Tuesday, March 17, 2009

Harvesting Broccoli and Tomato Troubles

Harvesting Broccoli

Near the end of last summer, I planted some broccoli because I thought I might get in a harvest before cold weather set in. I didn't, but the broccoli thrived throughout the winter. In January, I started harvesting the broccoli.

Since I have never grown broccoli before, I wasn't quite sure when to harvest. I figured it was better to do it too early than too late, so I cut off the central heads when they were about 5 or 6 inches in diameter. I had read that if you let the broccoli continue to grow, it will put out lots of side shoots that will provide as much broccoli as the central head did.

This was definitely the case. A couple of weeks after I removed the central head, I had another harvest. So, I wondered if I could just keep doing this. I harvested a 3rd time on several of my plants, but when the heads were cooked the flavor was not quite right. Further, the heads are no longer compact as they were; the individual flowers are beginning to separate. So I have learned two things from my broccoli experiment. Put in a big crop in the fall, and get ready to harvest in mid-winter. Second, after two harvests, cut them down.

I have a number of small plants in the ground right now, and I am racing against time to see if I can get a harvest in before it gets too hot.

Tomato Troubles

No matter what, I always try to plant tomatoes. It seems like no matter how little preparation I do, I always get a big harvest. But I have always bought plants for transplanting. This year I decided to plant seeds and make my own transplants.

I bought a package of Big Boy seeds, and planted in a bunch of small containers back in January (in my garage). None of them sprouted. I replanted 6 containers in mid-February, and only 3 of them sprouted. A week ago, despite their small size, I decided to go ahead and put them in the garden.

The first one died on Day 2. The second and third seemed to be doing OK, but then we got 3 days of cold rain. Today, the second plant is dead, and the third is looking pretty poor. Looks like I will have to buy transplants again this year. (I also had one of my zucchinis die for no apparent reason).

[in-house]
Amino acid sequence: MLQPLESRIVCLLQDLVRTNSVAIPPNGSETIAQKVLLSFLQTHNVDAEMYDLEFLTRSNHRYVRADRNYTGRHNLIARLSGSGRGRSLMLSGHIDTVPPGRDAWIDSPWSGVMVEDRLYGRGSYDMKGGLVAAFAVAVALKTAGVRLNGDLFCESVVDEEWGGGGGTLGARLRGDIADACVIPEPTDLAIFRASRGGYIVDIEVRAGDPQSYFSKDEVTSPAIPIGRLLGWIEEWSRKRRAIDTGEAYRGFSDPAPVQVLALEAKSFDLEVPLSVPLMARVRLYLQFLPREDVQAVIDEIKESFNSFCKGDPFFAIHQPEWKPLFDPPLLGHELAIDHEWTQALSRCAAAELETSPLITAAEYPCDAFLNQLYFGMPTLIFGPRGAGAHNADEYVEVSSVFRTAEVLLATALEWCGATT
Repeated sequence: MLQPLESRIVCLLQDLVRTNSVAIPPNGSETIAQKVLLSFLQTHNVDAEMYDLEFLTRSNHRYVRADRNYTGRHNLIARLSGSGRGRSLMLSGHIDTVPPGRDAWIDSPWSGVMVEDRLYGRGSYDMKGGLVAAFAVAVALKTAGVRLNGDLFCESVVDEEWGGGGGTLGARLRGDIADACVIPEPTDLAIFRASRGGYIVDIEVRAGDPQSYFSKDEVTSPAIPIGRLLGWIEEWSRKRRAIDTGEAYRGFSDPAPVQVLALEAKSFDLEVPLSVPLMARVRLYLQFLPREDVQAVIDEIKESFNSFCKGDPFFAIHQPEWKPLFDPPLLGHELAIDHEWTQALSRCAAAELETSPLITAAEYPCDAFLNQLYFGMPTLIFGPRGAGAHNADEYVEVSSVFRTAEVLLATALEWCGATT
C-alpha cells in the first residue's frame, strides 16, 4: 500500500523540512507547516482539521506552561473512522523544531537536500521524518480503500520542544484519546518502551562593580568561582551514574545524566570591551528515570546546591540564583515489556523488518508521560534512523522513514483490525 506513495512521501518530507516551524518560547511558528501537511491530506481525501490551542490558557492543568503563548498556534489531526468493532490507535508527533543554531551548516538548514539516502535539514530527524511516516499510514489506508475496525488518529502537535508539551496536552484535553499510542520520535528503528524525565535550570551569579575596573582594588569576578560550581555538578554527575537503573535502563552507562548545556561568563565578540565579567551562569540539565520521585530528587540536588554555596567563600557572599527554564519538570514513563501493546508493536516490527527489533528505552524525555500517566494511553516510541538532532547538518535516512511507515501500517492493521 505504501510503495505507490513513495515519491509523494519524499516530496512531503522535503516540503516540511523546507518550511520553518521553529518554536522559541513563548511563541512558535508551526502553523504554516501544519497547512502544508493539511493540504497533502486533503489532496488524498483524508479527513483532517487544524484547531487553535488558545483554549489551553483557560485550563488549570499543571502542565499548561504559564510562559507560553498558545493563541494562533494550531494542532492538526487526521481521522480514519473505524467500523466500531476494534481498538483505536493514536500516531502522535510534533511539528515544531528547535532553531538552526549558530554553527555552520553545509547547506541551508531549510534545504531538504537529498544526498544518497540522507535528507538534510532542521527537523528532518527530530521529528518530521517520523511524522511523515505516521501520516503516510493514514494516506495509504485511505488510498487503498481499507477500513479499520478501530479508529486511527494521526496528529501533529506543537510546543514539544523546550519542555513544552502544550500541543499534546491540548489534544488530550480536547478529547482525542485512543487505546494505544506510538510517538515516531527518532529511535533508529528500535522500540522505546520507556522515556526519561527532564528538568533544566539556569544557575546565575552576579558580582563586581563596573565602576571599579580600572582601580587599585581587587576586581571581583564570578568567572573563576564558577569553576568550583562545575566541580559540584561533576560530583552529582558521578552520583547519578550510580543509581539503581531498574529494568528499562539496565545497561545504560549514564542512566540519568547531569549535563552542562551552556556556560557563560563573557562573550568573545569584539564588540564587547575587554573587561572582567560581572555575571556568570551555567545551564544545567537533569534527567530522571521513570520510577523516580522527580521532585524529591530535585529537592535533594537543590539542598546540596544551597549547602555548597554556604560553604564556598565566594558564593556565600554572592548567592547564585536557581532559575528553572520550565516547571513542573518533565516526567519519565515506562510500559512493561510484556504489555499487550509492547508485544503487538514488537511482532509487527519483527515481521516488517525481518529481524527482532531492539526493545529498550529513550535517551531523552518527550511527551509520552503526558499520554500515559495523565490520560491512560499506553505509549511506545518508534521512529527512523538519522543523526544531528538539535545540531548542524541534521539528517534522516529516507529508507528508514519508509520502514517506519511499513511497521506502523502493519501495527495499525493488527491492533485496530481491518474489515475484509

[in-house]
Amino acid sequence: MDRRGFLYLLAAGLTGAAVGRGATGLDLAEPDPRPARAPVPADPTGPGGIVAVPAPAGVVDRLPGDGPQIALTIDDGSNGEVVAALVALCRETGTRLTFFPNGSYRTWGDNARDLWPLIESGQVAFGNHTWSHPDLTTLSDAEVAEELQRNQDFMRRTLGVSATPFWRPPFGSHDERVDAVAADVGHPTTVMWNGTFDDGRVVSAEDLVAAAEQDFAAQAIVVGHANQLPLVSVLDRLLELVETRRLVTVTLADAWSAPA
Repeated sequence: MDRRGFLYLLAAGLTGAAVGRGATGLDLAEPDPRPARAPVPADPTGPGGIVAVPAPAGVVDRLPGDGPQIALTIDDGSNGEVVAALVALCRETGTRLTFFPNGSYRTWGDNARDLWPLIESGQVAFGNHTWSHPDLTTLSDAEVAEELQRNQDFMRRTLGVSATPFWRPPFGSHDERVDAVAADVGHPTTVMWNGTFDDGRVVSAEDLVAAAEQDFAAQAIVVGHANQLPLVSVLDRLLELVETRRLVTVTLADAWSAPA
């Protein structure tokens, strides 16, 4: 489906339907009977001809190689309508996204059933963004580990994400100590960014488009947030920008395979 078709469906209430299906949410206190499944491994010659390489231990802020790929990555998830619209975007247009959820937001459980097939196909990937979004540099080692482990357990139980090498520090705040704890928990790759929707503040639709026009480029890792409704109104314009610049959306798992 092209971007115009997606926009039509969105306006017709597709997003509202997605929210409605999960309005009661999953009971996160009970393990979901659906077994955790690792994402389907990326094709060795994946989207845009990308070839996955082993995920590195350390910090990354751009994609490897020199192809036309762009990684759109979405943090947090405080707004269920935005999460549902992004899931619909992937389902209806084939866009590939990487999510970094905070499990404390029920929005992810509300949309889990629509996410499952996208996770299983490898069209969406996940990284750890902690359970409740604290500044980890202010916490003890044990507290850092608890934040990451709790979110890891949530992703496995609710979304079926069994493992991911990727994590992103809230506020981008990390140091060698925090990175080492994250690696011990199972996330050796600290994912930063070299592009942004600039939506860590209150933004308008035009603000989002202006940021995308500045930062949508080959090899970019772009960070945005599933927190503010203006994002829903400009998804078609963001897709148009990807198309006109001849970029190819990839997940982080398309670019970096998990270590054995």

The lesson learned is to plant in somewhat larger pots, inside, in about mid-January. Transplant them outside in mid-March when they are sturdy. Weak tomato plants don't last very long in the garden.

Sunday, March 8, 2009

Phase I is Complete

I came back from my European trip on March 5th to find that some of the squash had died. The temperature got down to 26 degrees twice while I was gone, and while my wife covered them up, the cold got the weaker ones.

Still, there were 5 or 6 that survived, and while they don't look good, I am hoping they come back now that temperatures are in the 70's and 80's. The 10-day forecast has no freezing weather, which probably means we are out of the woods.

Carrots have broken ground, and the peas are coming on strongly. It's been a month today since I planted them, and the carrots look like they are only a week old. I guess they only sprouted when it warmed up a bit more. I would guess that 80% of the peas sprouted, but their stems are very weak right at the ground. It looks possible that something has been chewing on them. The cilantro has really exploded; we have far more than we can use and I had only put out two plants last fall. We also had a lot of broccoli heads ready for harvest.

Of the seeds I had planted, I recognize a couple of jalapenos, a couple of crookneck squash, and a couple of okra coming up. There are some other plants coming up, but I can't tell if they are weeds or something I planted.

Today I also went ahead and put all inside plants in the garden. This included 3 tomato plants I grew from seeds (they are really small; I am not sure they will survive), 4 jalapenos, 2 okra plants, and a zucchini. In addition I put out a basil plant I had been growing since last summer (it looks like a small tree) and some oregano.

Phase I of the garden is in. Once I pull up all of the carrots, and the peas and broccoli are done, I will plant more warm weather plants.